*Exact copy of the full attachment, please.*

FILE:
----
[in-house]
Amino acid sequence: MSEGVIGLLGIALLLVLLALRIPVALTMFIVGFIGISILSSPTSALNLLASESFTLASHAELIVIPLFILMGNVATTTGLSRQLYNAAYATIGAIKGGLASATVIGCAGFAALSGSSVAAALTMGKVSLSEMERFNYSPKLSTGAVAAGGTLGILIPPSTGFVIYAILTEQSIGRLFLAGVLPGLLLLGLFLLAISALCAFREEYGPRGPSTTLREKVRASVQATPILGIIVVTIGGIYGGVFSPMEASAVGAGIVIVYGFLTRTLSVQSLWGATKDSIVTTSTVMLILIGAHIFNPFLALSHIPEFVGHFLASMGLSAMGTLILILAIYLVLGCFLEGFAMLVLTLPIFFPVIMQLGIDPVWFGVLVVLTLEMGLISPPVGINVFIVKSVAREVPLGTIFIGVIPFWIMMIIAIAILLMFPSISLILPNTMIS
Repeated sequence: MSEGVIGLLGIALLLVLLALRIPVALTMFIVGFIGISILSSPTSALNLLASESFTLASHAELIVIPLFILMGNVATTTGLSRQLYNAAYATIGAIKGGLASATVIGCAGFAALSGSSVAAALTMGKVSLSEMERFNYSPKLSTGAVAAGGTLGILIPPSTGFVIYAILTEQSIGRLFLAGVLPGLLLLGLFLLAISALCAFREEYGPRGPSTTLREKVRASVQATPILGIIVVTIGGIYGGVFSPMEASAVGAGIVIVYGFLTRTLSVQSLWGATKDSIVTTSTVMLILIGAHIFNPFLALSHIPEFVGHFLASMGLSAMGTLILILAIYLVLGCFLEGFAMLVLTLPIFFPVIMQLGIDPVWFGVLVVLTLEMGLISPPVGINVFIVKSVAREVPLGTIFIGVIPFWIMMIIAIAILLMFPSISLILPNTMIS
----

[in-house]
Amino acid sequence: MSEGVIGLLGIALLLVLLALRIPVALTMFIVGFIGISILSSPTSALNLLASESFTLASHAELIVIPLFILMGNVATTTGLSRQLYNAAYATIGAIKGGLASATVIGCAGFAALSGSSVAAALTMGKVSLSEMERFNYSPKLSTGAVAAGGTLGILIPPSTGFVIYAILTEQSIGRLFLAGVLPGLLLLGLFLLAISALCAFREEYGPRGPSTTLREKVRASVQATPILGIIVVTIGGIYGGVFSPMEASAVGAGIVIVYGFLTRTLSVQSLWGATKDSIVTTSTVMLILIGAHIFNPFLALSHIPEFVGHFLASMGLSAMGTLILILAIYLVLGCFLEGFAMLVLTLPIFFPVIMQLGIDPVWFGVLVVLTLEMGLISPPVGINVFIVKSVAREVPLGTIFIGVIPFWIMMIIAIAILLMFPSISLILPNTMIS
Repeated sequence: MSEGVIGLLGIALLLVLLALRIPVALTMFIVGFIGISILSSPTSALNLLASESFTLASHAELIVIPLFILMGNVATTTGLSRQLYNAAYATIGAIKGGLASATVIGCAGFAALSGSSVAAALTMGKVSLSEMERFNYSPKLSTGAVAAGGTLGILIPPSTGFVIYAILTEQSIGRLFLAGVLPGLLLLGLFLLAISALCAFREEYGPRGPSTTLREKVRASVQATPILGIIVVTIGGIYGGVFSPMEASAVGAGIVIVYGFLTRTLSVQSLWGATKDSIVTTSTVMLILIGAHIFNPFLALSHIPEFVGHFLASMGLSAMGTLILILAIYLVLGCFLEGFAMLVLTLPIFFPVIMQLGIDPVWFGVLVVLTLEMGLISPPVGINVFIVKSVAREVPLGTIFIGVIPFWIMMIIAIAILLMFPSISLILPNTMIS